Brazil's Central Bank raised its key interest rate by half a percentage point to nine percent in a bid to curb surging inflation, it said.
The bank's monetary policy committee said on Wednesday the move "will help set inflation on the decline and ensure that trend continues into next year."
It was the fourth consecutive increase this year as the real has depreciated against the dollar in a volatile market roiled by expectations of tighter US monetary policy.
In July, 12-month inflation reached 6.27 percent, below but very close to the upper limit of the government target of 6.5 percent.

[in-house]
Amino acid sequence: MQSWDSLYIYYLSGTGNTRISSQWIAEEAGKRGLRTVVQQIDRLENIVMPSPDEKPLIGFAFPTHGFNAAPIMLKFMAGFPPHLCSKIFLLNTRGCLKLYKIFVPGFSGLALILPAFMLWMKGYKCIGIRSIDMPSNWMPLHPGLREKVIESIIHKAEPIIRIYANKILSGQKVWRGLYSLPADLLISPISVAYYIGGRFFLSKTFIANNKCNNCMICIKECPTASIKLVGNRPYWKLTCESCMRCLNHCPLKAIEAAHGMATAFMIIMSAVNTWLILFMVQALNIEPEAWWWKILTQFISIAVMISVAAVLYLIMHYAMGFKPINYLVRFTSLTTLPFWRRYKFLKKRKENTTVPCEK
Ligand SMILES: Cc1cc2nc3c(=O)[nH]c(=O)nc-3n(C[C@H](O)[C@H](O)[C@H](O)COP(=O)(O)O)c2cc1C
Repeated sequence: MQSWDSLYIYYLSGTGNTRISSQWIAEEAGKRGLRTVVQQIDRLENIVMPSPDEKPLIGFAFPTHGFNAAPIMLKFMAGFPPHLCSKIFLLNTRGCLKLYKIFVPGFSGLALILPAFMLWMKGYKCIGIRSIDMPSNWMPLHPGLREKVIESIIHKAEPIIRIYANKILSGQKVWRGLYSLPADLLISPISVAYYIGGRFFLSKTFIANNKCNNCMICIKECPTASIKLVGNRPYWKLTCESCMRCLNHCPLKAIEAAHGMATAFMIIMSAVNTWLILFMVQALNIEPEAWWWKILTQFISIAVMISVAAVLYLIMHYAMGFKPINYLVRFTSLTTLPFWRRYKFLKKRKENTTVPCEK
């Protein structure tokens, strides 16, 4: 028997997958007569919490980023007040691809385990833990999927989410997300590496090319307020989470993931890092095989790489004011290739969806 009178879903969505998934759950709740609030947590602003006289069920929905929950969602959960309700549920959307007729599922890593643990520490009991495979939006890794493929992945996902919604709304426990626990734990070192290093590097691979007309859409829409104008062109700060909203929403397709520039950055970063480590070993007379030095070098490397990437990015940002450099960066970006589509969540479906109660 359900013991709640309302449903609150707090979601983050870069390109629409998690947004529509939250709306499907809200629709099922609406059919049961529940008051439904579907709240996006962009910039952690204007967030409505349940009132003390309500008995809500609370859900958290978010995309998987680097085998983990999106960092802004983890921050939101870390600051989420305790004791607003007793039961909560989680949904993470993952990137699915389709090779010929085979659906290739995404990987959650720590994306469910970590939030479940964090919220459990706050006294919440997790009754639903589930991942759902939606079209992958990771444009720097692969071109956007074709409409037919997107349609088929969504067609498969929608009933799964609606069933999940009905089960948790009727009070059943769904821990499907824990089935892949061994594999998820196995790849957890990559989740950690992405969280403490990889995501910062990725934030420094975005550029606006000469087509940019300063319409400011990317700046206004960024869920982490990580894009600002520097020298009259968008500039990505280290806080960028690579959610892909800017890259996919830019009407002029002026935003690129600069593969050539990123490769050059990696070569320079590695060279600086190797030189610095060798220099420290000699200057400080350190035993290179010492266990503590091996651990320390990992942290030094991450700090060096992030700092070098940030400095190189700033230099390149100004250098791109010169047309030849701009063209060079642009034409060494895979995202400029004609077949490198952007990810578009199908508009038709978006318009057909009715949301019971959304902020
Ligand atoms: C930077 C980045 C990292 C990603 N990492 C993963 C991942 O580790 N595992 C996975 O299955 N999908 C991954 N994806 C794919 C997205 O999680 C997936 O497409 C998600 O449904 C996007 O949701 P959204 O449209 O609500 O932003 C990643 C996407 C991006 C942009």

Investors keen to capitalize on the surging dollar are withdrawing their assets from emerging markets such as Brazil, Russia and India.
Last week, the Brazilian currency plummeted to as low as 2.45 to the dollar, its lowest level since December 2008.
The Central Bank responded with an intervention strategy in which it pledged to offer $500 million a day in currency swap contracts from Monday through Thursday and $1 billion on Fridays.